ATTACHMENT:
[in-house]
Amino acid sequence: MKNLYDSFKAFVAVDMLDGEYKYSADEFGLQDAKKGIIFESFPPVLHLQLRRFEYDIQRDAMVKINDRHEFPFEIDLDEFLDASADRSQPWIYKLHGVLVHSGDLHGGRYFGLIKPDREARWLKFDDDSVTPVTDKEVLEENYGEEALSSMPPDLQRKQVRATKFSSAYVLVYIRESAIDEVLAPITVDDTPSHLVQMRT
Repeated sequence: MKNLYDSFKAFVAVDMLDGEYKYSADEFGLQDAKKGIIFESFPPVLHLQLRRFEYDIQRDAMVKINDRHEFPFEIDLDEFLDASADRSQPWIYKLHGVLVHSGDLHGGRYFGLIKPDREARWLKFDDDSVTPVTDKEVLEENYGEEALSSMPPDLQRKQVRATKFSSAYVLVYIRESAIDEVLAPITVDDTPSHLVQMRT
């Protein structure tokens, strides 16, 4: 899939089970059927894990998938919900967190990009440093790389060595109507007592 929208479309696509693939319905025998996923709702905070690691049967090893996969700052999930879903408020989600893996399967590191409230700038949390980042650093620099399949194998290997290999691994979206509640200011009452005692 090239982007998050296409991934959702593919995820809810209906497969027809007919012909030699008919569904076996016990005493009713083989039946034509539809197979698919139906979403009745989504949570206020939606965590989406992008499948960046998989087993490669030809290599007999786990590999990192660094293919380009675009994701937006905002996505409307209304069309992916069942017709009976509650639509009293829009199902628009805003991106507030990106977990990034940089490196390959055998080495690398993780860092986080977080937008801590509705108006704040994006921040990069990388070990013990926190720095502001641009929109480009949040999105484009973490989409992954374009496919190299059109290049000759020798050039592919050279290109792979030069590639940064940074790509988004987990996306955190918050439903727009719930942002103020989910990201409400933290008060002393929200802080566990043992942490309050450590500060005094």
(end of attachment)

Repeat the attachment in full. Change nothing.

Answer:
[in-house]
Amino acid sequence: MKNLYDSFKAFVAVDMLDGEYKYSADEFGLQDAKKGIIFESFPPVLHLQLRRFEYDIQRDAMVKINDRHEFPFEIDLDEFLDASADRSQPWIYKLHGVLVHSGDLHGGRYFGLIKPDREARWLKFDDDSVTPVTDKEVLEENYGEEALSSMPPDLQRKQVRATKFSSAYVLVYIRESAIDEVLAPITVDDTPSHLVQMRT
Repeated sequence: MKNLYDSFKAFVAVDMLDGEYKYSADEFGLQDAKKGIIFESFPPVLHLQLRRFEYDIQRDAMVKINDRHEFPFEIDLDEFLDASADRSQPWIYKLHGVLVHSGDLHGGRYFGLIKPDREARWLKFDDDSVTPVTDKEVLEENYGEEALSSMPPDLQRKQVRATKFSSAYVLVYIRESAIDEVLAPITVDDTPSHLVQMRT
């Protein structure tokens, strides 16, 4: 899939089970059927894990998938919900967190990009440093790389060595109507007592 929208479309696509693939319905025998996923709702905070690691049967090893996969700052999930879903408020989600893996399967590191409230700038949390980042650093620099399949194998290997290999691994979206509640200011009452005692 090239982007998050296409991934959702593919995820809810209906497969027809007919012909030699008919569904076996016990005493009713083989039946034509539809197979698919139906979403009745989504949570206020939606965590989406992008499948960046998989087993490669030809290599007999786990590999990192660094293919380009675009994701937006905002996505409307209304069309992916069942017709009976509650639509009293829009199902628009805003991106507030990106977990990034940089490196390959055998080495690398993780860092986080977080937008801590509705108006704040994006921040990069990388070990013990926190720095502001641009929109480009949040999105484009973490989409992954374009496919190299059109290049000759020798050039592919050279290109792979030069590639940064940074790509988004987990996306955190918050439903727009719930942002103020989910990201409400933290008060002393929200802080566990043992942490309050450590500060005094």